Although the last few days felt more like Spring than November in West Michigan, winter is definitely on its way. It won’t be long until the chilly temperatures and lake-effect snow begin to affect the residents along the Lake Michigan coast.
With the weather staying above freezing for the time being, it’s a great time to prepare your home for the breezy and frigid Great Lakes winter. With so many homes perched along the shores of Lake Michigan and other bodies of water like Lake Macatawa, the winter winds can have a harsh effect on your utility bills too.
Here are some important steps to take that will help protect your home and keep your winter costs down too.
Your heat and cooling system needs to be inspected and cleaned every year to keep it running efficiently and to ensure it uses less energy. Although you can do it yourself, it may be best to have a proper inspection done by a professional HVAC technician.
During a professional inspection, a tech will also test for dangerous carbon monoxide or gas leaks so paying a little extra to hire a professional is well worth the cost.
Installing a programmable thermostat can have a big effect on your utility bills. Programmable units can lower your beat during the day when no one is home, and then raise the temperature again when the family gets home.
You can also set the thermostat to lower your furnace during the night when everyone is asleep. Giving a little control over to the programmable thermostat can have a big effect on your bills, immediately lowering the amount of gas or electricity your furnace needs to do it’s job.
Many of the programmable thermostats on the market today are inexpensive and easy to install, making it possible to reduce your costs without the need to hire a professional if you’re handy with a screw driver.
If not, pay a pro to get it done – you’ll recover that cost in no time.
Ice Dams can build up when leaves and debris prevent water from rain and melting snow from running off the roof. The ice wall that builds up on the edge of the roof then prevents any future snow melt caused by heat escaping through the roof from draining at all.
Water builds up behind the ice dam, backing up underneath the shingles and leaking into the home. Leaking water entering the home can damage ceiling materials like drywall, insulation, and in worst cases, can cause problems with electrical systems.
To prevent ice dams, clean out your gutters of any leaves and debris and ensure they drain properly. Clear downspouts and make sure they will not be blocked by snow. You can also install heat tape and other systems on your roof’s edge to prevent ice dams from forming, but your gutters must drain properly to prevent other damage from occurring.
Ceiling fans do a great, low cost job of circulating air through your living spaces. In the winter, reversing your fan’s direction can pull heat down from where it collects in higher places and recirculate that warmer air through you home.
Most fans have a simple switch on them to change the spin of the blades, change it that direction and you’ll save some energy. You may even see enough change that you will be able to turn your thermostat down a degree or two.
Whether your summer tools have water systems or not, it’s important to prepare mechanical devices for the winter season.
For all lawn and garden tools that run on gasoline, it’s extremely important to treat any fuel in your gas cans or in the engines themselves for long-term storage. Gas deteriorates over time, which happens surprisingly fast. The fuel begins to loose its volatility, or its ability to produce energy, in as little as three months.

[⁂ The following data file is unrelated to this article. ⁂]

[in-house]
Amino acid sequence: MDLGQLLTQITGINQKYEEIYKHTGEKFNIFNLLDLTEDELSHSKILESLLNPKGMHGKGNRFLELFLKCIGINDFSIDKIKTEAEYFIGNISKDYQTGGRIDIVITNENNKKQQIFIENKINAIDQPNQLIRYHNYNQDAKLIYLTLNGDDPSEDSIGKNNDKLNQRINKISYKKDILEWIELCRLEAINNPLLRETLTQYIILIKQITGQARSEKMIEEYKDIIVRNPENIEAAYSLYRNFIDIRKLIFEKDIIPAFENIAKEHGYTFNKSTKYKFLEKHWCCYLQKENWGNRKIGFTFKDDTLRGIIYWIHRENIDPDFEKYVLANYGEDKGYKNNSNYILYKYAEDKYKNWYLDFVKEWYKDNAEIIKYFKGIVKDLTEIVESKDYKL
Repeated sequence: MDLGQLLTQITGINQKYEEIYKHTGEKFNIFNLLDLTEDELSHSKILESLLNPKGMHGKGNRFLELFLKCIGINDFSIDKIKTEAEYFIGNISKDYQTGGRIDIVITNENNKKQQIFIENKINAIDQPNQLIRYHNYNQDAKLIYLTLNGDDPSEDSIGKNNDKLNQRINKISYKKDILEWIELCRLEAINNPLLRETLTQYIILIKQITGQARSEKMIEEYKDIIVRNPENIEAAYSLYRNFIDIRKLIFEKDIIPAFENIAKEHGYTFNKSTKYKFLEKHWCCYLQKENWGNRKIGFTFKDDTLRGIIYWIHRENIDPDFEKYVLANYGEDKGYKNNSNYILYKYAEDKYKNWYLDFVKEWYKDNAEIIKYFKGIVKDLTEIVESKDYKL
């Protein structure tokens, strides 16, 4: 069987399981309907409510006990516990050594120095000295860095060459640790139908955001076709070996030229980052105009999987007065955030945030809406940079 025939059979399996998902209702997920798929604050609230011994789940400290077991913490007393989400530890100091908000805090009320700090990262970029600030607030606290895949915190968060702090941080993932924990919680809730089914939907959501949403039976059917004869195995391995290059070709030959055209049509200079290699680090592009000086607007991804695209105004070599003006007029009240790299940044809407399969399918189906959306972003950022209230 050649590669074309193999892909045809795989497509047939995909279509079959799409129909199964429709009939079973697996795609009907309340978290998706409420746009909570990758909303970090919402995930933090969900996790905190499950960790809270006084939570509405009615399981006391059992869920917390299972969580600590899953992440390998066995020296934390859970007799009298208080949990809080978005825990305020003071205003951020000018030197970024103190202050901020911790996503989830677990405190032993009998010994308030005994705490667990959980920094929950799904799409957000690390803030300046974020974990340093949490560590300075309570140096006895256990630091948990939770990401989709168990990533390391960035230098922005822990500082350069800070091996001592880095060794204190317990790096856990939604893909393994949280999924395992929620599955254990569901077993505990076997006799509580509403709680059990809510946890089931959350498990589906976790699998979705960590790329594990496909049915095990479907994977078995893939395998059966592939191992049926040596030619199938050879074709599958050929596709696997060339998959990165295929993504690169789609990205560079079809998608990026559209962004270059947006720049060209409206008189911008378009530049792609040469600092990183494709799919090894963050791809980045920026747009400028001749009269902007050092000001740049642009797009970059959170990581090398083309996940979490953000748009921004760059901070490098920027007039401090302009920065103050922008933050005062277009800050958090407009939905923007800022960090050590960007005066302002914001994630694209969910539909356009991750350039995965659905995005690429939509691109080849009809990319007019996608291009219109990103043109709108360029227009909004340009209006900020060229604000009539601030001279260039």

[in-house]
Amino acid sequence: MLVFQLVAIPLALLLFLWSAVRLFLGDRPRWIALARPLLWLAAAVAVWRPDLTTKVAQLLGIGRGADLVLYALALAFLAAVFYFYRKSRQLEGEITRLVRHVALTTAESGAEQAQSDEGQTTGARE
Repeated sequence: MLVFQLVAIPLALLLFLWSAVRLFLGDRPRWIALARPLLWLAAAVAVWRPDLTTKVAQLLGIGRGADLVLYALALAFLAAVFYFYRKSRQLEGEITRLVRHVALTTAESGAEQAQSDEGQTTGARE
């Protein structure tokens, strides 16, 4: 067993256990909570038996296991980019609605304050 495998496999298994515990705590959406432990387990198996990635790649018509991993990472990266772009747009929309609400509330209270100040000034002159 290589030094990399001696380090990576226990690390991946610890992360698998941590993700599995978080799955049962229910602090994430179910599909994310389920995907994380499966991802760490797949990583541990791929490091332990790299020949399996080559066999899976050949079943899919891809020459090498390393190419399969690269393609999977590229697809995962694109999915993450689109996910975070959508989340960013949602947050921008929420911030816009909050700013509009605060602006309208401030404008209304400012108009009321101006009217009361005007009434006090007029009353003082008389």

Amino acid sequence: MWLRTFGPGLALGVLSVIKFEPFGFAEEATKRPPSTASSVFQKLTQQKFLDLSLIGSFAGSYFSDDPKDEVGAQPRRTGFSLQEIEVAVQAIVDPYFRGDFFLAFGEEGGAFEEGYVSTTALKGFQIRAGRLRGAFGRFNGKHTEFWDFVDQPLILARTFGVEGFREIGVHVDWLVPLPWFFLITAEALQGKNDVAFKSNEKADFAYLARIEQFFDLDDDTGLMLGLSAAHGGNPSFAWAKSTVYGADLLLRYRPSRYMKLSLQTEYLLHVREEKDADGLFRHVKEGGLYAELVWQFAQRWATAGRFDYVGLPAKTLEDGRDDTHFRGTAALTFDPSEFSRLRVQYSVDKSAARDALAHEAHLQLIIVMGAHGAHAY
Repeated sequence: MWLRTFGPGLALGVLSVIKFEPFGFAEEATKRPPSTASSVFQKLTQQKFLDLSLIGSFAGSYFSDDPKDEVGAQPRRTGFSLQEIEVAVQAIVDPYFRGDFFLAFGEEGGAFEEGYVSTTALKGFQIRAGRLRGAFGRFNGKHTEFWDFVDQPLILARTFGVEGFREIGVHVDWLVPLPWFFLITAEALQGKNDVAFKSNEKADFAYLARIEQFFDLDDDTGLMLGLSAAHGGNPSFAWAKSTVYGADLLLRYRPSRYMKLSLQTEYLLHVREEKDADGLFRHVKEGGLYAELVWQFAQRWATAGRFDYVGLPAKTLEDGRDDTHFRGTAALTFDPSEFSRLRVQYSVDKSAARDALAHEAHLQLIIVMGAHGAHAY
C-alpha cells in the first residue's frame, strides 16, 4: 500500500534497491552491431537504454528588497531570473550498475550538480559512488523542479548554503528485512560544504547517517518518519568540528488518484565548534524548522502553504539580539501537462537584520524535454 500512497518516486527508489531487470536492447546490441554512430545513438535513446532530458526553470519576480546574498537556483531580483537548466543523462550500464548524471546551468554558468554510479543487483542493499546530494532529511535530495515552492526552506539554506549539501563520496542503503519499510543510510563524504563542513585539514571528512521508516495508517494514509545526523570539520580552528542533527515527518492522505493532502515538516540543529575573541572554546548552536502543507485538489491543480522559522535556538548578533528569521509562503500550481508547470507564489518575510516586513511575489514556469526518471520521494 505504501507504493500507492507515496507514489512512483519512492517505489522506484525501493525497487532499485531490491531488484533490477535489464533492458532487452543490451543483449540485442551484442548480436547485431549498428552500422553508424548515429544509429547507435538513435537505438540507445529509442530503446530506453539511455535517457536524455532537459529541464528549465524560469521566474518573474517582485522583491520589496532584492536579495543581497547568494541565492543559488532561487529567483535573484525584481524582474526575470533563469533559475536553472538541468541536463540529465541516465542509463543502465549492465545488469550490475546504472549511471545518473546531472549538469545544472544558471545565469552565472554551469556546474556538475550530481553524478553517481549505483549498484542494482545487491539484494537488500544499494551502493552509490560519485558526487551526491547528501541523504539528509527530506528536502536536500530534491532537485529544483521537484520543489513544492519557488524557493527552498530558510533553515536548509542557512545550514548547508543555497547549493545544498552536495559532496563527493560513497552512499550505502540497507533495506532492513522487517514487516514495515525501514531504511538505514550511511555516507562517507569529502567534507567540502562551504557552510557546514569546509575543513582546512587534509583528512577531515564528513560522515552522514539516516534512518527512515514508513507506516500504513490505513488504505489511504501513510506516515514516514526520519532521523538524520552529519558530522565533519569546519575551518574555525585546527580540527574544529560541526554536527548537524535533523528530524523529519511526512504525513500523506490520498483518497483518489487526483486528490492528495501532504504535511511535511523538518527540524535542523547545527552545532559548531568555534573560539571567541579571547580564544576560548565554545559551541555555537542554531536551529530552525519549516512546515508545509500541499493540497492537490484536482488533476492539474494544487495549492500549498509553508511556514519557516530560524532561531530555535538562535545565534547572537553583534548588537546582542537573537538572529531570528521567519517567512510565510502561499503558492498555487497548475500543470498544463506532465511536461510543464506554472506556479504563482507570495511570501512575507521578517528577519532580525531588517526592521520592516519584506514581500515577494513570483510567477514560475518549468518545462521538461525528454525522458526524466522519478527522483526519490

Stagnant fuel can also slowly turn into a substance like varnish, coating the inside of carburetors and clogging off fuel lines and other engine parts and making it impossible for your engine to run properly.
Purchase a storage treatment product like Sta-Bil and treat all gas cans and gas tanks on mowers or generators to prevent expensive repairs. Just be sure to run the engines after the fuel has been treated to ensure the carburetor and fuel lines are protected too.
For other equipment, spray any moving parts like cables and linkages with WD-40 or CRC 656 to prevent corrosion or rust from building up and ensure those parts work properly when the warm weather creeps back in to the West Michigan lakeshore.
As the holidays near, some homes may see an increase in foot traffic between their driveways and front door. Whether adults or kids, family and friends arriving for holiday visits or family celebrations may use walkways that don’t normally see much use during the summer months.
It’s important to trim sharp, pointed branches at eye level away from walkways to keep your guests safe this winter. Trim back sharp points, but also look for tripping hazards that might get covered by snow.
No one wants to see Aunt Edna go sprawling in the snow with her famous 7-Layer Dip and chips spread around her. Spend a few minutes with some hedge clippers and help protect keep your visitors from harm.
There are plenty of other tasks that can help keep your home warm and dry, lower your utility bills, and protect your family from injury over the chilly Michigan winters. Check sites like HGTV, This old House, The Spruce, and others for great information and product recommendations that will keep your home warm and dry and your family protected all year long.
If you are considering a move in 2021, whether to be closer to your job, to get away from the cities, or to move to one of the beautiful West Michigan towns like Holland, South Haven, or Spring Lake, please reach out to the experienced team at the Andrea Crossman Group and let us show you around the wonderful places we all call Home.